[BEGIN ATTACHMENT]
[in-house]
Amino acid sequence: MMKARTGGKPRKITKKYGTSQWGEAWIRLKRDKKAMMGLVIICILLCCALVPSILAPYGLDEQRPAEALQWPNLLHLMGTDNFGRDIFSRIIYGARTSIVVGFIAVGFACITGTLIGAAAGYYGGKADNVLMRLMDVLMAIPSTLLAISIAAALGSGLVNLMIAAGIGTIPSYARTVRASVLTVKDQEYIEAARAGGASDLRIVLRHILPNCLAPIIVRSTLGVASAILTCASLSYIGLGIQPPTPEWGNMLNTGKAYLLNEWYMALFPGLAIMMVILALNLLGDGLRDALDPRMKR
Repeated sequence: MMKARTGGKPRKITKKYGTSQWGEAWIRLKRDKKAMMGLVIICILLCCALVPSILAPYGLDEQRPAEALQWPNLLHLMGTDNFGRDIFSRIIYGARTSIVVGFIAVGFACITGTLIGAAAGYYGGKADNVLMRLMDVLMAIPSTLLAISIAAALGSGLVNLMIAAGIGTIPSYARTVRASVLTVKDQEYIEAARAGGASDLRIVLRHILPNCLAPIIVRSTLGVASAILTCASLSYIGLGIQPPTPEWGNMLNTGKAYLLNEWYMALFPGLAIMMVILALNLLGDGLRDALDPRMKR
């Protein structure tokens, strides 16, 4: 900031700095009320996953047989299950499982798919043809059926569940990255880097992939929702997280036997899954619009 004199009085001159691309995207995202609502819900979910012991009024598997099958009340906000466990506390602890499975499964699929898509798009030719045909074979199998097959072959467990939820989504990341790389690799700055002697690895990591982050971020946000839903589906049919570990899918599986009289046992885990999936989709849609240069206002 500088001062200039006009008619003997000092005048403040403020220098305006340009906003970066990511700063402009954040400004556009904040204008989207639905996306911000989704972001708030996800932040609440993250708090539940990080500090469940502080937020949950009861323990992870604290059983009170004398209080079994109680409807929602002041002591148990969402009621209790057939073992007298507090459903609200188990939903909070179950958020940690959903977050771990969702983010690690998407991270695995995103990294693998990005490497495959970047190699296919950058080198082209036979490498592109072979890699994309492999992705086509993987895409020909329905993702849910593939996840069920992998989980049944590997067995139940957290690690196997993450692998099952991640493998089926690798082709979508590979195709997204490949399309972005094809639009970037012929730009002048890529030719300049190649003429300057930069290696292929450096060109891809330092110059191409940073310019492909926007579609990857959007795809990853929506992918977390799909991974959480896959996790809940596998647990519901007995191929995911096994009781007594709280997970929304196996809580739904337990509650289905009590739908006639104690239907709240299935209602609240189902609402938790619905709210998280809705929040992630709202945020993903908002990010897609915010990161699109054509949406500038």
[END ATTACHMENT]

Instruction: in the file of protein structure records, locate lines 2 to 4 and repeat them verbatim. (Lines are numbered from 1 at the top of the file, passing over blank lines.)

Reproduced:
Amino acid sequence: MMKARTGGKPRKITKKYGTSQWGEAWIRLKRDKKAMMGLVIICILLCCALVPSILAPYGLDEQRPAEALQWPNLLHLMGTDNFGRDIFSRIIYGARTSIVVGFIAVGFACITGTLIGAAAGYYGGKADNVLMRLMDVLMAIPSTLLAISIAAALGSGLVNLMIAAGIGTIPSYARTVRASVLTVKDQEYIEAARAGGASDLRIVLRHILPNCLAPIIVRSTLGVASAILTCASLSYIGLGIQPPTPEWGNMLNTGKAYLLNEWYMALFPGLAIMMVILALNLLGDGLRDALDPRMKR
Repeated sequence: MMKARTGGKPRKITKKYGTSQWGEAWIRLKRDKKAMMGLVIICILLCCALVPSILAPYGLDEQRPAEALQWPNLLHLMGTDNFGRDIFSRIIYGARTSIVVGFIAVGFACITGTLIGAAAGYYGGKADNVLMRLMDVLMAIPSTLLAISIAAALGSGLVNLMIAAGIGTIPSYARTVRASVLTVKDQEYIEAARAGGASDLRIVLRHILPNCLAPIIVRSTLGVASAILTCASLSYIGLGIQPPTPEWGNMLNTGKAYLLNEWYMALFPGLAIMMVILALNLLGDGLRDALDPRMKR
């Protein structure tokens, strides 16, 4: 900031700095009320996953047989299950499982798919043809059926569940990255880097992939929702997280036997899954619009 004199009085001159691309995207995202609502819900979910012991009024598997099958009340906000466990506390602890499975499964699929898509798009030719045909074979199998097959072959467990939820989504990341790389690799700055002697690895990591982050971020946000839903589906049919570990899918599986009289046992885990999936989709849609240069206002 500088001062200039006009008619003997000092005048403040403020220098305006340009906003970066990511700063402009954040400004556009904040204008989207639905996306911000989704972001708030996800932040609440993250708090539940990080500090469940502080937020949950009861323990992870604290059983009170004398209080079994109680409807929602002041002591148990969402009621209790057939073992007298507090459903609200188990939903909070179950958020940690959903977050771990969702983010690690998407991270695995995103990294693998990005490497495959970047190699296919950058080198082209036979490498592109072979890699994309492999992705086509993987895409020909329905993702849910593939996840069920992998989980049944590997067995139940957290690690196997993450692998099952991640493998089926690798082709979508590979195709997204490949399309972005094809639009970037012929730009002048890529030719300049190649003429300057930069290696292929450096060109891809330092110059191409940073310019492909926007579609990857959007795809990853929506992918977390799909991974959480896959996790809940596998647990519901007995191929995911096994009781007594709280997970929304196996809580739904337990509650289905009590739908006639104690239907709240299935209602609240189902609402938790619905709210998280809705929040992630709202945020993903908002990010897609915010990161699109054509949406500038």